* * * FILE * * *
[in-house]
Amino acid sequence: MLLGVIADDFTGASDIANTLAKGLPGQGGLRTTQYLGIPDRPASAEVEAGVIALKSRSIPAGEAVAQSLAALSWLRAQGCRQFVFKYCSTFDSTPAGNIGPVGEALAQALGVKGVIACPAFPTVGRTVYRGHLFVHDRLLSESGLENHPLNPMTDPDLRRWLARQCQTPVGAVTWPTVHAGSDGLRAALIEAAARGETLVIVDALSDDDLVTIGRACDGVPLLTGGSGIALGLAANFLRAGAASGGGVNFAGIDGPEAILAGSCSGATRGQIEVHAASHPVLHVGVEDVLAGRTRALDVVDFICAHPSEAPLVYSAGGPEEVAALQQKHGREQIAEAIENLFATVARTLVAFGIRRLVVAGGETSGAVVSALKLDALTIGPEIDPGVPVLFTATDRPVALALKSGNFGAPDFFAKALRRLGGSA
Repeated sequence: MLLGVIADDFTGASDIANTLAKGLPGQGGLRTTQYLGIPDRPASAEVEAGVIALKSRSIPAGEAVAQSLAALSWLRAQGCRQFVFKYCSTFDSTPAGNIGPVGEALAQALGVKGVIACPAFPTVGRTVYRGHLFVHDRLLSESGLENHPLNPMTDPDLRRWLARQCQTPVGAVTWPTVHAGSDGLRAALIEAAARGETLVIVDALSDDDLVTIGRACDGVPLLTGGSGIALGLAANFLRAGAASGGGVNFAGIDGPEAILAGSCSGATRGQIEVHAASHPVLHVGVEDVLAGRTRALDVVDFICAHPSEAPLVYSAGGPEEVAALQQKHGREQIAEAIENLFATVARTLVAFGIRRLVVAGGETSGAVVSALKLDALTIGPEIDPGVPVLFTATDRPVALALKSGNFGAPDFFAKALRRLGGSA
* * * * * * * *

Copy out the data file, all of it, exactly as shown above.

[in-house]
Amino acid sequence: MLLGVIADDFTGASDIANTLAKGLPGQGGLRTTQYLGIPDRPASAEVEAGVIALKSRSIPAGEAVAQSLAALSWLRAQGCRQFVFKYCSTFDSTPAGNIGPVGEALAQALGVKGVIACPAFPTVGRTVYRGHLFVHDRLLSESGLENHPLNPMTDPDLRRWLARQCQTPVGAVTWPTVHAGSDGLRAALIEAAARGETLVIVDALSDDDLVTIGRACDGVPLLTGGSGIALGLAANFLRAGAASGGGVNFAGIDGPEAILAGSCSGATRGQIEVHAASHPVLHVGVEDVLAGRTRALDVVDFICAHPSEAPLVYSAGGPEEVAALQQKHGREQIAEAIENLFATVARTLVAFGIRRLVVAGGETSGAVVSALKLDALTIGPEIDPGVPVLFTATDRPVALALKSGNFGAPDFFAKALRRLGGSA
Repeated sequence: MLLGVIADDFTGASDIANTLAKGLPGQGGLRTTQYLGIPDRPASAEVEAGVIALKSRSIPAGEAVAQSLAALSWLRAQGCRQFVFKYCSTFDSTPAGNIGPVGEALAQALGVKGVIACPAFPTVGRTVYRGHLFVHDRLLSESGLENHPLNPMTDPDLRRWLARQCQTPVGAVTWPTVHAGSDGLRAALIEAAARGETLVIVDALSDDDLVTIGRACDGVPLLTGGSGIALGLAANFLRAGAASGGGVNFAGIDGPEAILAGSCSGATRGQIEVHAASHPVLHVGVEDVLAGRTRALDVVDFICAHPSEAPLVYSAGGPEEVAALQQKHGREQIAEAIENLFATVARTLVAFGIRRLVVAGGETSGAVVSALKLDALTIGPEIDPGVPVLFTATDRPVALALKSGNFGAPDFFAKALRRLGGSA